A forgotten Japanese 'master of light' printmaker, Kiyochika, finally gets his due

McClatchy Washington BureauMarch 28, 2014 

— In 1874, a young artist returned from exile to his Japanese hometown of Edo to find it had a new name, new gas lighting, non-traditional brick buildings, steamships and trains, and was headed full blast in modernization.

So, Kobayashi Kiyochika set about showing the rapid change in his society in a set of 93 woodblock prints, many of which are now on display in a new exhibition, "Kiyochika: Master of the Night," at the Arthur M. Sackler Gallery in Washington through July 27.

"Kiyochika is a man who plays with light. He identifies sources of light whether they are man-made or reflections" in his prints, said James Ulak, senior curator of Japanese Art at the Freer Gallery of Art and Arthur M. Sackler Gallery.

In1868, "a corrupt Shogunal government, 250 years in power, was finally displaced by a group of reform leaders from Western Japan," Ulak said. "The structure we know from movies and novels of samurai and lords, their estates and domains, all crashes between 1868 and 1874. All these structures are eliminated, a constitutional monarchy is established, the city Edo has its name changed to Tokyo," or "Eastern Capital."

The prints show a Japan opening up to the world's influences. An innocuous print of people viewing a show with colored fireworks shows Western influence _ before then, all fireworks were white. A train headed out of town to Takanawa Ushimachi has an American-style smokestack that didn't exist in Japan at the time. Kiyochika apparently cribbed it off a Currier and Ives print. The new gas lamps allowed the city's dwellers to enjoy events held at night.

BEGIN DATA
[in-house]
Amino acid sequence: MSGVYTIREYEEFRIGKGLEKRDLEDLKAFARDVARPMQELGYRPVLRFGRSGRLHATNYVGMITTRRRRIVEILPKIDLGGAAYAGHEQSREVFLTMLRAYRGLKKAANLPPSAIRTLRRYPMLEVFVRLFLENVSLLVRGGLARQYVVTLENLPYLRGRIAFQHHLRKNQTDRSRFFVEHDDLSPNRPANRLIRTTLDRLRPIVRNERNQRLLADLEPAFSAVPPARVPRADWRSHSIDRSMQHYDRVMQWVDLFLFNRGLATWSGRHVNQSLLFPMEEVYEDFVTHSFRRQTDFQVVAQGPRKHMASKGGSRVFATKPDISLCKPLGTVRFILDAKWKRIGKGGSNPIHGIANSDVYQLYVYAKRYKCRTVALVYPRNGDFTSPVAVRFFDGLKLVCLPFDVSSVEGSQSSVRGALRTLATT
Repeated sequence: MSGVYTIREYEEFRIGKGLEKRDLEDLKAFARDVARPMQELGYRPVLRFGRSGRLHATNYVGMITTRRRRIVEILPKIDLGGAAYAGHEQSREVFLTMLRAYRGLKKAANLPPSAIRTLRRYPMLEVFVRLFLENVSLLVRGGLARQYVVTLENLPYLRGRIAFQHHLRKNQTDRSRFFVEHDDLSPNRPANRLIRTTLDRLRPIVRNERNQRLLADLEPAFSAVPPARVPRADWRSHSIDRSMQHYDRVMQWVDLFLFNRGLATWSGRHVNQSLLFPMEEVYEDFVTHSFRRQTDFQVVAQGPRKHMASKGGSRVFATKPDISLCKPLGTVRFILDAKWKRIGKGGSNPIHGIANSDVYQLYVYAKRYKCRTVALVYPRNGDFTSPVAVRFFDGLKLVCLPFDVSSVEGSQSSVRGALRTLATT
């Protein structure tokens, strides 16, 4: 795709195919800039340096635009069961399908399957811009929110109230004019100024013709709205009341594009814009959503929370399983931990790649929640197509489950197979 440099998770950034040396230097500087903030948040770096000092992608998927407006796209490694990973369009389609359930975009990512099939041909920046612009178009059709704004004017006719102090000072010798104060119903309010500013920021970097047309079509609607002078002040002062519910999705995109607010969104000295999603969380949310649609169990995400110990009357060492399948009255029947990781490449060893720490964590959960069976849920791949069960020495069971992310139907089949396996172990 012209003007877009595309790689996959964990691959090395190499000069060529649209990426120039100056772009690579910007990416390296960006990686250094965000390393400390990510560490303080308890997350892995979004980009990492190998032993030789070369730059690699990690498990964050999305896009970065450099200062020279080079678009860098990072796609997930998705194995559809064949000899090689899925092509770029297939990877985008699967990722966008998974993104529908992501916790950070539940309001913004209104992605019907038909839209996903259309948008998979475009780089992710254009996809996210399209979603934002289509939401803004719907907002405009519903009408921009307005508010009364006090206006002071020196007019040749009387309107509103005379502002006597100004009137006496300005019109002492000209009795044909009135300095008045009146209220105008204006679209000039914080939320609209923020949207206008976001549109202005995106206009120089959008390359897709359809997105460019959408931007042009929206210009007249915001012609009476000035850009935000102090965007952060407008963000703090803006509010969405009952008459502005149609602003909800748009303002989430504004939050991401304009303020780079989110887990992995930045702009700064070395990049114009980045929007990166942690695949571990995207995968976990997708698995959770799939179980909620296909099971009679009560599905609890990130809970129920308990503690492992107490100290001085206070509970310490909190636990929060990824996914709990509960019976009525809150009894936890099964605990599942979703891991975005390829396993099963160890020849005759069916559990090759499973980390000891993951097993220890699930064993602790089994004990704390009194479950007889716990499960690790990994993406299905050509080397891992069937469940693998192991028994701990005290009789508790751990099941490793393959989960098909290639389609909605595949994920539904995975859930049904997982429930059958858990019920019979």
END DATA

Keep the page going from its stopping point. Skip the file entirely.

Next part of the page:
The Sackler exhibit is broken up topically. There is a section on fires, bridges and others.

For example, in "Bricktown," a print shows a new Ginza. "After a fire in 1871, the leaders contracted with Western architects and rebuilt what would be called the Ginza with a whole row of brick buildings on either side, two or three stories," says Ulak. "They were these great symbols of the 'new.'"

One of the tall semi-transparent scrims that separate the different sections of the exhibit has a photograph of the brick buildings.

The Sackler exhibit includes a table map of Tokyo dotted with numbers. Small numbered reproductions of the prints line the edges of the map. Visitors can match print number to map number to see the now-modern city through Kiyochika's eyes.

A great fire swept through Tokyo in 1881, starting in Kanda Matsueda-cho. Kiyochika's studio burned, ending the production of the prints at No. 93 instead of the more auspicious 100. He went back to a more traditional style of Japanese art. The exhibit has an example of his later work next to one from the great master, Hiroshige, which shows the similarities.

"He's given up the adventure, the starkness, the existentialism, and he wants to go back, or his clients want him to go back or his publisher wants to go back to the comfort zone, turning back from the edge," said Ulak.

Kiyochika faded from the art scene only to reappear briefly during the 1904-1905 Russo-Japanese War. He died in 1915.

____ KIYOCHIKA: MASTER OF THE NIGHT Arthur M. Sackler Gallery Washington, D.C. March 29-July 27

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